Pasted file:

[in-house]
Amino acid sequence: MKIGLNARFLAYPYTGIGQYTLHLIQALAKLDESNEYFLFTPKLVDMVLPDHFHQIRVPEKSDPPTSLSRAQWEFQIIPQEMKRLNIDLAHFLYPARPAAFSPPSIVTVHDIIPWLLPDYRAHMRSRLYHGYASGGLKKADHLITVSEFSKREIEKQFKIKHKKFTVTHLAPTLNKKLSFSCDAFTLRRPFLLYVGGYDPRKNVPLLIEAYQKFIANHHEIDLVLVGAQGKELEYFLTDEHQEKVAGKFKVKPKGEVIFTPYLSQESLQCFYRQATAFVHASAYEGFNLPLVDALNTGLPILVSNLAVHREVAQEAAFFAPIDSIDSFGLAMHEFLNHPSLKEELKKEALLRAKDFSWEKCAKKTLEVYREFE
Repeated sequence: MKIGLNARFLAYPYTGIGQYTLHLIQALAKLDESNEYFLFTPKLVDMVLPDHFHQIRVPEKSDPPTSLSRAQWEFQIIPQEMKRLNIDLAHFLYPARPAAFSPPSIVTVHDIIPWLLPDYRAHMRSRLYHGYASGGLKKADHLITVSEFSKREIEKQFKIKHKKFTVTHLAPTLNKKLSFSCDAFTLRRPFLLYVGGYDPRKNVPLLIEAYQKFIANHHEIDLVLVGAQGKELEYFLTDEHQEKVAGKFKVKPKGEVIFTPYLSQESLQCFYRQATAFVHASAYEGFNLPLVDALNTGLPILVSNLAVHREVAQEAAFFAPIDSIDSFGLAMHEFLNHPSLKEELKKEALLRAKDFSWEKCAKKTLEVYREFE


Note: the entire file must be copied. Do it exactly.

[in-house]
Amino acid sequence: MKIGLNARFLAYPYTGIGQYTLHLIQALAKLDESNEYFLFTPKLVDMVLPDHFHQIRVPEKSDPPTSLSRAQWEFQIIPQEMKRLNIDLAHFLYPARPAAFSPPSIVTVHDIIPWLLPDYRAHMRSRLYHGYASGGLKKADHLITVSEFSKREIEKQFKIKHKKFTVTHLAPTLNKKLSFSCDAFTLRRPFLLYVGGYDPRKNVPLLIEAYQKFIANHHEIDLVLVGAQGKELEYFLTDEHQEKVAGKFKVKPKGEVIFTPYLSQESLQCFYRQATAFVHASAYEGFNLPLVDALNTGLPILVSNLAVHREVAQEAAFFAPIDSIDSFGLAMHEFLNHPSLKEELKKEALLRAKDFSWEKCAKKTLEVYREFE
Repeated sequence: MKIGLNARFLAYPYTGIGQYTLHLIQALAKLDESNEYFLFTPKLVDMVLPDHFHQIRVPEKSDPPTSLSRAQWEFQIIPQEMKRLNIDLAHFLYPARPAAFSPPSIVTVHDIIPWLLPDYRAHMRSRLYHGYASGGLKKADHLITVSEFSKREIEKQFKIKHKKFTVTHLAPTLNKKLSFSCDAFTLRRPFLLYVGGYDPRKNVPLLIEAYQKFIANHHEIDLVLVGAQGKELEYFLTDEHQEKVAGKFKVKPKGEVIFTPYLSQESLQCFYRQATAFVHASAYEGFNLPLVDALNTGLPILVSNLAVHREVAQEAAFFAPIDSIDSFGLAMHEFLNHPSLKEELKKEALLRAKDFSWEKCAKKTLEVYREFE